Tuesday, November 25, 2008

Adding a Fourth Year

Mikaela says:
It is a time of thanksgiving at m-pyre, but also one of birthdays. This year we celebrate our fourth year together on this blog, and we anticipate another birth in the spring: the addition of another m-pyre girl -- my first kid.

This blog continues to do what it was born for: to keep three Ms in conversation, even as their lives have moved apart -- Maggie's taking her to a new city, Mikaela's moving her out of Marjorie's house and a block away from Forrester Street, Marjorie's bringing her a new car and a slew of new jobs to add to her pile.

Of all the places I call home, m-pyre remains here waiting for my political mind, my critique, my interest, my worries, and lots of time my anger. It's had to wait more this year than any before, as my priorities have actively reshuffled themselves to make room for a new lifemate, new house, and now new baby. But among all those changes, the constancy of m-pyre, the comfort of opening the page to see the intelligence and activeness of my fellow Ms, has kept a lifeline open to my "higher brain." The breadcrumbs are there to guide my way back from maternity land. This next year may be a kinder, gentler post kind of year for me. We'll see what engages my attention once there's a new girl to think about, watch out for, and eventually discuss this crazy world with.

In the spirit of sharing our womenly wisdom, my fellow m-pyricists have agreed to impart their advice to the newest little M, making her way into the world. Afterward, we've got a little "How well do you know us, and how well do we know each other?" quiz for you. Share your guesses in the comments, and we'll follow up with answers next week. And finally, we've got requests for posts we'd like to see here on m-pyre in the coming year.

Maggie says:
My first piece of advice to you, little one, is to soak in all the hugs from your mom that you can, because those are some great hugs. Hugs are an underappreciated art form, and your mama is an artiste. Speaking of your mama (and the gals that she surrounds herself with), know just how lucky you are to be born in a moment where anything is possible for girls like you. More than ever before, you can be anything and everything you want to be – your own Supergirl. As you’re figuring out exactly what kind of Supergirl you want to be, the three of us are going to be making noise about things that you deserve, like the same pay as Superboy and the right to make your own decisions and pave your own way. Paving your own way is important, and with a mom like yours, you’ll learn all about the values that can make our world a better place. But just as important, and something your mom knows better than anyone, are all the things that can make our world a more beautiful place, a more expressive place, and a more connected place. Watch her do those things, and take notes. Because expressing yourself with values? That sounds like a Supergirl to me. Also, little one, and this is important: when your mom gets worried, you should always give her the biggest grin that you can. She’s a softie when it comes to big smiles (and they’re good for getting out of trouble, too… shhhhhh....). One more thing, Supergirl, since I already know how smart and strong you’re going to be: laugh as loud and as hard as you can, as often as possible. It’s the secret to happiness, and no one will deserve more happiness than you.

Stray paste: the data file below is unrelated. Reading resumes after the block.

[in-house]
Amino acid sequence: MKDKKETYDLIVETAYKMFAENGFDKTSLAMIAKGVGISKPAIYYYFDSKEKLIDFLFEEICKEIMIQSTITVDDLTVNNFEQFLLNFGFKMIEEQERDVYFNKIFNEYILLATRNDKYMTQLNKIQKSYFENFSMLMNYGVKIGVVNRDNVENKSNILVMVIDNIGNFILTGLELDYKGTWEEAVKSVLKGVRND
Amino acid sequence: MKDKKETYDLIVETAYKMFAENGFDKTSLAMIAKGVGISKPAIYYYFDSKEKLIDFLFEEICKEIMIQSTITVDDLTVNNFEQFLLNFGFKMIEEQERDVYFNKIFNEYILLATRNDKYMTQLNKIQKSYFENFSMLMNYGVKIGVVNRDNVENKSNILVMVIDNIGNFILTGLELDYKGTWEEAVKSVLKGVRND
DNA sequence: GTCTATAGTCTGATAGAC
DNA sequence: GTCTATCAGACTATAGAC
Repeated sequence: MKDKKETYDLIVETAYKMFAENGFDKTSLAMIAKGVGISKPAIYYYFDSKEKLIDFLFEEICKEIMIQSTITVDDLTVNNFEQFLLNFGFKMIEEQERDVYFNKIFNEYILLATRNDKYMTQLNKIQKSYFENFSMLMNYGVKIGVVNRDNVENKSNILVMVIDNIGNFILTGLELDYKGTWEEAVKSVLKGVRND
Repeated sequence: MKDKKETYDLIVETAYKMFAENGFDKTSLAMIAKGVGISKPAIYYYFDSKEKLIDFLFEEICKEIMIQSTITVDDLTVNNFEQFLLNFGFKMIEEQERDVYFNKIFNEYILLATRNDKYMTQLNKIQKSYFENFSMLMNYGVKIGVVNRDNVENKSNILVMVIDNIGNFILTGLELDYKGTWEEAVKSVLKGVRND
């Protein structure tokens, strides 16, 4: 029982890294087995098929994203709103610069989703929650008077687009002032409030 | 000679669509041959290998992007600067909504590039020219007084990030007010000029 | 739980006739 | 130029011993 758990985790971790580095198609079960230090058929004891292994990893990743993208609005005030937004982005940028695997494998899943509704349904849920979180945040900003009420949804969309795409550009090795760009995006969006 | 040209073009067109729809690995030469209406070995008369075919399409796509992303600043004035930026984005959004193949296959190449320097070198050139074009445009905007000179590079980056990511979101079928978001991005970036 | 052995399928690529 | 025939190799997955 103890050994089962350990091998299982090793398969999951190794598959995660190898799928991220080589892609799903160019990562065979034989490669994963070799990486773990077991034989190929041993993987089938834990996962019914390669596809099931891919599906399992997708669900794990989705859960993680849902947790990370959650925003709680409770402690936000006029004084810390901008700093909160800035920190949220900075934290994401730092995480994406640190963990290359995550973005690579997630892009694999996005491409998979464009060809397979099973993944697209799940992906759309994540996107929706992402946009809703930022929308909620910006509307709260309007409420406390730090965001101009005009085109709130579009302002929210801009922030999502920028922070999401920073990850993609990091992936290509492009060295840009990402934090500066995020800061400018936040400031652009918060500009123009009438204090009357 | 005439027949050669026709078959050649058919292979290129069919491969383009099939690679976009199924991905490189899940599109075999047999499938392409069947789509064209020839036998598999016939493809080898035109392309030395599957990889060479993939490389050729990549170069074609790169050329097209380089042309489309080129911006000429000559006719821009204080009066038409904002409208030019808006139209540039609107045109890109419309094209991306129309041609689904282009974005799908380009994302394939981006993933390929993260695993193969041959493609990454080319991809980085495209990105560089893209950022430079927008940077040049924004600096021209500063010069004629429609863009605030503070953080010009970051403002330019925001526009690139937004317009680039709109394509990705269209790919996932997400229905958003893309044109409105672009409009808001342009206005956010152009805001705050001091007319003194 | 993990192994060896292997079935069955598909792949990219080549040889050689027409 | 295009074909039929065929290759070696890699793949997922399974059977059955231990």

Marjorie says:
It shouldn’t surprise folks that what on first glance seems like a relatively straightforward task—giving “advice” to the newest m-girl—quickly gets made difficult by me. For every encouragement there’s a caveat; for every admonishment an exception. And what advice does one give to a new person regarding life, when it's such a singular experience? But perhaps I can transcend my habits for this new person, because after all she is quite special. So here is my advice, as close to simple noun-verb constructions as I could get them: Balance everything. Do right by yourself, while making room for others. Take a position and act on it. Read a lot. Do your homework. Don’t take no for an answer. And don’t hesitate to ask the question in the first place. Indulge your curiosity. Listen to your intuition. Enjoy your life. Be kind and cultivate empathy. Leave the spaces you enter in a better condition than you found them. Have respect for yourself. Learn what that actually is. Brush your teeth and sit up straight, but embrace your inner tomboy also. Something tells me you’re going to be a blondie—pray that you inherit your father’s hair. Love your mother and your father. Listen to them even when you're sixteen--they're pretty smart.